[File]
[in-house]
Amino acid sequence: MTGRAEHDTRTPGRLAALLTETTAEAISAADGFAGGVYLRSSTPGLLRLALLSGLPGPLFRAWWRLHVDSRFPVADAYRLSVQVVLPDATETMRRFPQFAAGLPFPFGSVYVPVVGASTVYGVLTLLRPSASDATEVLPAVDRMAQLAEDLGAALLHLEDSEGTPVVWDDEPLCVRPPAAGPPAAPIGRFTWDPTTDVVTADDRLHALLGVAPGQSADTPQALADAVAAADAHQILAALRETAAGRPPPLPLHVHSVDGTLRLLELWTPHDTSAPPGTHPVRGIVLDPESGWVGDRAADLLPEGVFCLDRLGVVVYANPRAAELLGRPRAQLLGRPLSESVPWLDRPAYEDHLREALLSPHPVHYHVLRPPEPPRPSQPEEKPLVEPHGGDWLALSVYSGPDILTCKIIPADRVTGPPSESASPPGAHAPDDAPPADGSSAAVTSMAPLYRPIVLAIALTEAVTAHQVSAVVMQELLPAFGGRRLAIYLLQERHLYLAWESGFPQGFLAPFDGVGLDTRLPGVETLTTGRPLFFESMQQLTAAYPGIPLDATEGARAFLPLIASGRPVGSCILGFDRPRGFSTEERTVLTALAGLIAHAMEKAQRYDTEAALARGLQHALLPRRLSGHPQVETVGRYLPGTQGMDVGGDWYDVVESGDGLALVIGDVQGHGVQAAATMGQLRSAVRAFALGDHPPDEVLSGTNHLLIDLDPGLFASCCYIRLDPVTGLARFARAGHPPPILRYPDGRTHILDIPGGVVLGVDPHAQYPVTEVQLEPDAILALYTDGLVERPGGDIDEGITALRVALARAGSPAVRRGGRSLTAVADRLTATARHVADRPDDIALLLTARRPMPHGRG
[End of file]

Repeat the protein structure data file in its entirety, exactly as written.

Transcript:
[in-house]
Amino acid sequence: MTGRAEHDTRTPGRLAALLTETTAEAISAADGFAGGVYLRSSTPGLLRLALLSGLPGPLFRAWWRLHVDSRFPVADAYRLSVQVVLPDATETMRRFPQFAAGLPFPFGSVYVPVVGASTVYGVLTLLRPSASDATEVLPAVDRMAQLAEDLGAALLHLEDSEGTPVVWDDEPLCVRPPAAGPPAAPIGRFTWDPTTDVVTADDRLHALLGVAPGQSADTPQALADAVAAADAHQILAALRETAAGRPPPLPLHVHSVDGTLRLLELWTPHDTSAPPGTHPVRGIVLDPESGWVGDRAADLLPEGVFCLDRLGVVVYANPRAAELLGRPRAQLLGRPLSESVPWLDRPAYEDHLREALLSPHPVHYHVLRPPEPPRPSQPEEKPLVEPHGGDWLALSVYSGPDILTCKIIPADRVTGPPSESASPPGAHAPDDAPPADGSSAAVTSMAPLYRPIVLAIALTEAVTAHQVSAVVMQELLPAFGGRRLAIYLLQERHLYLAWESGFPQGFLAPFDGVGLDTRLPGVETLTTGRPLFFESMQQLTAAYPGIPLDATEGARAFLPLIASGRPVGSCILGFDRPRGFSTEERTVLTALAGLIAHAMEKAQRYDTEAALARGLQHALLPRRLSGHPQVETVGRYLPGTQGMDVGGDWYDVVESGDGLALVIGDVQGHGVQAAATMGQLRSAVRAFALGDHPPDEVLSGTNHLLIDLDPGLFASCCYIRLDPVTGLARFARAGHPPPILRYPDGRTHILDIPGGVVLGVDPHAQYPVTEVQLEPDAILALYTDGLVERPGGDIDEGITALRVALARAGSPAVRRGGRSLTAVADRLTATARHVADRPDDIALLLTARRPMPHGRG